United States District Court, M.D. Louisiana
WASHINGTON-ST. TAMMANY ELECTRIC COOPERATIVE, INC., ET AL.
LOUISIANA GENERATING, L.L.C.
RICHARD L. BOURGEOIS, JR. UNITED STATES MAGISTRATE JUDGE.
the Court is Plaintiffs' Motion to Compel Discovery of
Defendant's Consent Decree Negotiations with the
Environmental Protection Agency. (R. Doc. 84). The motion is
opposed. (R. Doc. 100).
28, 2017, Washington-St. Tammany Electric Cooperative, Inc.
(“WST”) and Claiborne Electric Cooperative, Inc.
“Plaintiffs” or the “Customer
Cooperatives”), filed this breach of contract action
against Louisiana Generating, L.L.C. (“Defendant”
or “LaGen”). (R. Doc. 1, “Compl.”).
The Customer Cooperatives allege that they are non-profit
electric cooperative corporations who obtain electric power
from LaGen. (Compl. ¶¶ 1-4). The Customer
Cooperatives seek a finding that LaGen breached certain Power
Supply and Service Agreements
(“Contracts”) by charging them for costs associated
with LaGen's remediation of environmental conditions
existing at the Big Cajun II power generating plant before
the execution of the Contracts, as well as a declaration that
LaGen may not assess such costs in the future. (Compl.
¶¶ 4-5). The Customer Cooperatives assert that in
light of certain Environmental Law Clauses in the Contracts,
LaGen “has exclusive responsibility for the costs of
complying with Environmental Laws existing prior to June 24,
2002, and also the costs of remediating environmental
conditions that existed at the Big Cajun II power generating
plant prior to June 24, 2002.” (Compl. ¶¶
Customer Cooperatives assert that LaGen has improperly
assessed them with certain remediation costs incurred
pursuant to a Consent Decree between LaGen and the
Environmental Protection Agency (“EPA”) and
Louisiana Department of Environmental Quality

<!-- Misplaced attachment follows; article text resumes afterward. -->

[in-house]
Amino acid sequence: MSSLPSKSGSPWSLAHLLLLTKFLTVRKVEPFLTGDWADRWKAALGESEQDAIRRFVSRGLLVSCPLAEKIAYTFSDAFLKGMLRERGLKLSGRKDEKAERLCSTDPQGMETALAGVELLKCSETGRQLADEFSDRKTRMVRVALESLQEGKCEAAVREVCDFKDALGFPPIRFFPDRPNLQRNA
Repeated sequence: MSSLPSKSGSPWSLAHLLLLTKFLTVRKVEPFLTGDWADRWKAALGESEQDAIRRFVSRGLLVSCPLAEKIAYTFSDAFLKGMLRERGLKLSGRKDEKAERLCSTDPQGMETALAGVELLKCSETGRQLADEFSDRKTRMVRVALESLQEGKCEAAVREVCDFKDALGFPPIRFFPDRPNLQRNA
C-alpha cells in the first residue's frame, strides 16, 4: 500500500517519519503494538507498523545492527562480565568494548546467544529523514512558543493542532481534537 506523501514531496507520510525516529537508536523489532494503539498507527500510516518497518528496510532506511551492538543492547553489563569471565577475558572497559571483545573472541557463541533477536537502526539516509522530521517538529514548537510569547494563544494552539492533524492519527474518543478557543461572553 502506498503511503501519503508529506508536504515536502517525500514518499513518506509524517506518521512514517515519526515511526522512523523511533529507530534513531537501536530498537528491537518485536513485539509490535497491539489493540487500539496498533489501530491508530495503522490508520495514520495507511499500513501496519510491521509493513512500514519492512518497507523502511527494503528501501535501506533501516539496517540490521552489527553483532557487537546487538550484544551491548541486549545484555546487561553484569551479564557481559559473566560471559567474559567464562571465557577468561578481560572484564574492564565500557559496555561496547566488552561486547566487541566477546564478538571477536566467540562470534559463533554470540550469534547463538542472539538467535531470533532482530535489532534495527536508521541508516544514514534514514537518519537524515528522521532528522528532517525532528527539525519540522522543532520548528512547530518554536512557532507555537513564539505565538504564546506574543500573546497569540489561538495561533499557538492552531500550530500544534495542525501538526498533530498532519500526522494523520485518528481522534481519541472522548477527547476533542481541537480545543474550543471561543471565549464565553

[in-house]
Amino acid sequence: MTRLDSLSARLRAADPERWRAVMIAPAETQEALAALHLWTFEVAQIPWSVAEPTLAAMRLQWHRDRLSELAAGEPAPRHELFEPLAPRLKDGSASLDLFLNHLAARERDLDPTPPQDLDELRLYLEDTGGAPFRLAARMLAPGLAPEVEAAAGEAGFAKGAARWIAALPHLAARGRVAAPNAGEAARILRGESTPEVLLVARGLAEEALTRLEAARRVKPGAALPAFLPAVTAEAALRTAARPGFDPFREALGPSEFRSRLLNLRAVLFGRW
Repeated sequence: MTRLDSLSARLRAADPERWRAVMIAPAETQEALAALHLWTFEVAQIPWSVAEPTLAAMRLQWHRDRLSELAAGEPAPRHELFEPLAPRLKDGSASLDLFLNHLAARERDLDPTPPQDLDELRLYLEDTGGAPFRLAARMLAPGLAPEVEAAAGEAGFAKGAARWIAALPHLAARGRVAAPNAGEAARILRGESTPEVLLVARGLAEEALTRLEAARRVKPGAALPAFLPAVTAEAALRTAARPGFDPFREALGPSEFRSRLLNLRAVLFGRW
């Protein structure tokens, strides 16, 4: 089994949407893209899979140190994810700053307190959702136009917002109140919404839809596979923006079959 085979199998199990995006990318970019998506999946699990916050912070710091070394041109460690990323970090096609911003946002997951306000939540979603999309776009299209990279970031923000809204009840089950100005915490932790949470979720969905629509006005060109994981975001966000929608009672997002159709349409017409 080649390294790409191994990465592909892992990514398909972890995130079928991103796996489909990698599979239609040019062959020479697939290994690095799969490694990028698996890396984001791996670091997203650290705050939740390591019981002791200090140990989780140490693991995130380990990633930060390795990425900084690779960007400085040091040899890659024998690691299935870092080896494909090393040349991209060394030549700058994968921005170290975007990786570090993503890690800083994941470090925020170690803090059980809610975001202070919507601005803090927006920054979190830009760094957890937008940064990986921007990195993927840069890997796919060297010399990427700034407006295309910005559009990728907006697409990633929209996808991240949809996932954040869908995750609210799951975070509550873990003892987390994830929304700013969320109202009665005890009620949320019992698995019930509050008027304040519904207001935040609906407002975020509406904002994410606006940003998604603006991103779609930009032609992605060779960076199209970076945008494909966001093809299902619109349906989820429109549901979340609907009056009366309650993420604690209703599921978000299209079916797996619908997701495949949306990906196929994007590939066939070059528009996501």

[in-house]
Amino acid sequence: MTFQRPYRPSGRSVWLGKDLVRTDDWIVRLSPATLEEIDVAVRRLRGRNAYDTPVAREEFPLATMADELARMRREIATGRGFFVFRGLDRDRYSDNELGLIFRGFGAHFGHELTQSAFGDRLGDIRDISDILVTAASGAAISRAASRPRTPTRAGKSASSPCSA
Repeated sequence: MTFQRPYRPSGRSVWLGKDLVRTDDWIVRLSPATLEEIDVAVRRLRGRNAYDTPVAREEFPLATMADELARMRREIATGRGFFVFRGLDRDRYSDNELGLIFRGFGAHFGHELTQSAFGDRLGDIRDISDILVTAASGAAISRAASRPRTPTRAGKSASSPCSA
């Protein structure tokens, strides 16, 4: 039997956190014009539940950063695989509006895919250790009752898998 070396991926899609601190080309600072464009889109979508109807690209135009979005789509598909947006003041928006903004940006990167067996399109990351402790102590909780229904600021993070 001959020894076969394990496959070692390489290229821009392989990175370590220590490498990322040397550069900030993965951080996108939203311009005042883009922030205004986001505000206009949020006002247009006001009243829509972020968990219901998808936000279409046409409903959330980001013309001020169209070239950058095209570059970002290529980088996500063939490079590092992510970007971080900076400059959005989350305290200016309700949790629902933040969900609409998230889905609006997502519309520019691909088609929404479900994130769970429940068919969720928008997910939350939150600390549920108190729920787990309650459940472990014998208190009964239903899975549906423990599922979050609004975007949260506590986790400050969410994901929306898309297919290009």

(“LDEQ”). (Compl. ¶¶ 11-22). The
federal action in which the Consent Decree was entered was
brought by the EPA against LaGen on February 18, 2009
“pursuant to Sections 113(b) and 167 of the Clean Air
Act (‘the Act'), 42 U.S.C. § 7413(b) and 7477,
for injunctive relief and the assessment of civil penalties
for violations of the Prevention of Significant Deterioration
(‘PSD') provisions of the Act, 42 U.S.C.
§§ 7470-92; the federally approved Louisiana PSD
regulations of the Louisiana State Implementation Plan
(‘SIP'); Title V of the Act, 42 U.S.C. §§
7661-7661f, and the federally approved Louisiana Title V
program, or any rule or permit issued thereunder.”
EPA v. Louisiana Generating, Civil Action
No. 09-100-JJB-RLB, ECF No. 1 at 1 (M.D. La. Feb. 18,
2009). On March 5, 2013, the Court entered a
Consent Decree providing, in pertinent part, the following:
WHEREAS, the Settling Defendant affirms that a portion of the
emissions technology, including related to PM emissions and
refueling, under this consent decree, will allow it to comply
with the Mercury [and] Air Toxics Rule, a change in
environmental law promulgated after the filing of the
Louisiana Generating, ECF No. 427 at
The Customer Cooperatives allege that “on the basis of
this self-serving statement, ” LaGen has wrongly
characterized remediation costs of past excess emissions of
nitrous oxides (“NOx”), sulfur dioxide
(“SO2”), and particulate matter
(“PM”) as related to the 2011 Mercury and Air
Toxics Standards (“MATS”) Rule, as opposed to
environmental laws in effect prior to the execution of the
Contracts. (See Compl. ¶¶
Customer Cooperatives specifically contend that the following
five categories of costs have been wrongly assessed by LaGen:
(i) the boiler conversion of Unit 2 at LaGen's Big Cajun
II power plan from coal to natural gas (including natural gas
pipeline costs); (ii) the installation of PM continuous
emission monitoring systems (“CEMS”) on Units 1
and 3; (iii) “certain costs” associated with the
ash handling collection systems; (iv) “certain
costs” of electrostatic precipitator
(“ESP”) upgrades; and (v) “certain
costs” that LaGen has identified as MATS chemical
costs. (Compl. ¶¶ 27, 30, 34, 37).
Customer Cooperatives assert that LaGen has wrongly assessed